From the still-vex'd Bermoothes.
Jeffrey Sachs, the global development guru had an op-ed piece in Friday's Miami Herald praising both Lula and Fernando Henrique Cardoso in providing the leadership necessary to help Brazil weather the economic crises of 1999 and 2002:
The biggest hidden story in international development these days may be Brazil's economic takeoff. Two years ago, Brazil's economy was left for dead, and the election of Worker Party candidate Luiz Inácio Lula da Silva as president was widely expected to trigger financial collapse.
Now I'm a fan of both FHC and Lula (and Jeff Sachs, for that matter), and think they have done very credible jobs at steering the Brazilian ship of state. But 4% is not "rapid" growth, not in terms of getting the Brazilian economy developing at a sufficiently fast enough rate to substantially benefit the 180-odd million people, and to provide an economy competitive enough to keep up with the bugaboo of growth-oriented Latin America, China.
In the context of the global downturn of the past couple of years, 4% GDP growth expected in 2004 is a strong showing [see appendix], and one of the strongest in the region (Argentina and Venezuela bouncing back form their crises throws the numbers off...). That number is nearly twice the growth expected in either the euro area or Japan, but these are all straw men. If Brazil wants to encourage foreign investment, it has to be seen as attractive as compared to the US and China (the largest source of investment and the largest competitor for investment, respectively).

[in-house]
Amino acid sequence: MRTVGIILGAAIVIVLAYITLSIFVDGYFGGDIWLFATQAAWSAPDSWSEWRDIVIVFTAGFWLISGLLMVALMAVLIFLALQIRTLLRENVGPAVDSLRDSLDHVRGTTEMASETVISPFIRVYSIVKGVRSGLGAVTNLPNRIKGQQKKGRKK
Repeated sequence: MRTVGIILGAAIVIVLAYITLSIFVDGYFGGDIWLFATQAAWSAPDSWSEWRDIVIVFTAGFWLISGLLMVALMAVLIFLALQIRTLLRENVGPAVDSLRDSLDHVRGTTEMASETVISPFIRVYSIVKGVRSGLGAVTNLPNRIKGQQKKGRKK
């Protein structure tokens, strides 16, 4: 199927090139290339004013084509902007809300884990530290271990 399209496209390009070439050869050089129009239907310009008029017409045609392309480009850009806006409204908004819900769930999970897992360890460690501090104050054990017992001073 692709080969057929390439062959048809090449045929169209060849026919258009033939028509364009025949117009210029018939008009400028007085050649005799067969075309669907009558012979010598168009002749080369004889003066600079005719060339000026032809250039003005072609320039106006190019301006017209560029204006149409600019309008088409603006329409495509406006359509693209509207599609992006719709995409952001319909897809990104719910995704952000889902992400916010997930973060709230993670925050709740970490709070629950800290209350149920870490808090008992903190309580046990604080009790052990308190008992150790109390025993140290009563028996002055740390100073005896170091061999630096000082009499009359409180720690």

And the US is expected to grow by 4.5% itself this year, and China is conservatively expected to grow by twice that amount in 2004.
Sachs is aware of this, and points out:
Brazil still faces huge challenges. Macroeconomic stability must be consolidated, and the political consensus in favor of universal education, outward-oriented trade, health for all and a science-and-technology-oriented economy must be strengthened. Brazil also must pay more attention to environmental management, especially in the Amazon region, to ensure long-term, sustainable economic development.An additional opportunity, which I'm surprised Sachs did not point out, is the intergration of the poorest into the formal economy. This is a topic on which a lot of policy research is currently being done in the region, bringing benefits to those who need it most.
Two ways in which the poorest can be (and to some extent are) provided access to the formal economy is through titling of informal property rights (the reanimation of so-called "dead capital" in favelas and slums, championed by Hernando de Soto) and the development of microcredit and microfinance opportunities for entreprenuers. While FHC did do a fair amount to improve credit in the country (mostly through improving the country's overall credit profile through sound fiscal & monetary policy), how much he did to incorporate people into the formal economy is up for debate. For example, in his dealings with the MST, his hands were tied by the bancada rural.
That notwithstanding, the four accomplishments from FHC's administration (erroneously cited as being from 1992, not 1994) highlighted by Sachs are:
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